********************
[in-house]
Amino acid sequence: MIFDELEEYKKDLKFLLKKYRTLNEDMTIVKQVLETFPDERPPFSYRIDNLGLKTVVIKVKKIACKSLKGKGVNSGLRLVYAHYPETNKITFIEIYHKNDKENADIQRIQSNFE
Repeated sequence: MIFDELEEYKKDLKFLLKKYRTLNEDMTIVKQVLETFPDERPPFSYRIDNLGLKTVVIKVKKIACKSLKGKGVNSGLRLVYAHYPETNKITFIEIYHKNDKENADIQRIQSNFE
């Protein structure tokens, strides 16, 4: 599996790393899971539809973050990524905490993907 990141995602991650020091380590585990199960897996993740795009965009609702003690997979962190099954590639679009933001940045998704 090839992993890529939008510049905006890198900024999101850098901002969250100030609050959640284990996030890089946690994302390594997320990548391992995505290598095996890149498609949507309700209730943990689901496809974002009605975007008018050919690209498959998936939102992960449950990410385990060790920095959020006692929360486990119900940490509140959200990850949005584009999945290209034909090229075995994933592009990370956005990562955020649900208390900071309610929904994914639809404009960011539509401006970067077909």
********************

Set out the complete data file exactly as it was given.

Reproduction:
[in-house]
Amino acid sequence: MIFDELEEYKKDLKFLLKKYRTLNEDMTIVKQVLETFPDERPPFSYRIDNLGLKTVVIKVKKIACKSLKGKGVNSGLRLVYAHYPETNKITFIEIYHKNDKENADIQRIQSNFE
Repeated sequence: MIFDELEEYKKDLKFLLKKYRTLNEDMTIVKQVLETFPDERPPFSYRIDNLGLKTVVIKVKKIACKSLKGKGVNSGLRLVYAHYPETNKITFIEIYHKNDKENADIQRIQSNFE
């Protein structure tokens, strides 16, 4: 599996790393899971539809973050990524905490993907 990141995602991650020091380590585990199960897996993740795009965009609702003690997979962190099954590639679009933001940045998704 090839992993890529939008510049905006890198900024999101850098901002969250100030609050959640284990996030890089946690994302390594997320990548391992995505290598095996890149498609949507309700209730943990689901496809974002009605975007008018050919690209498959998936939102992960449950990410385990060790920095959020006692929360486990119900940490509140959200990850949005584009999945290209034909090229075995994933592009990370956005990562955020649900208390900071309610929904994914639809404009960011539509401006970067077909």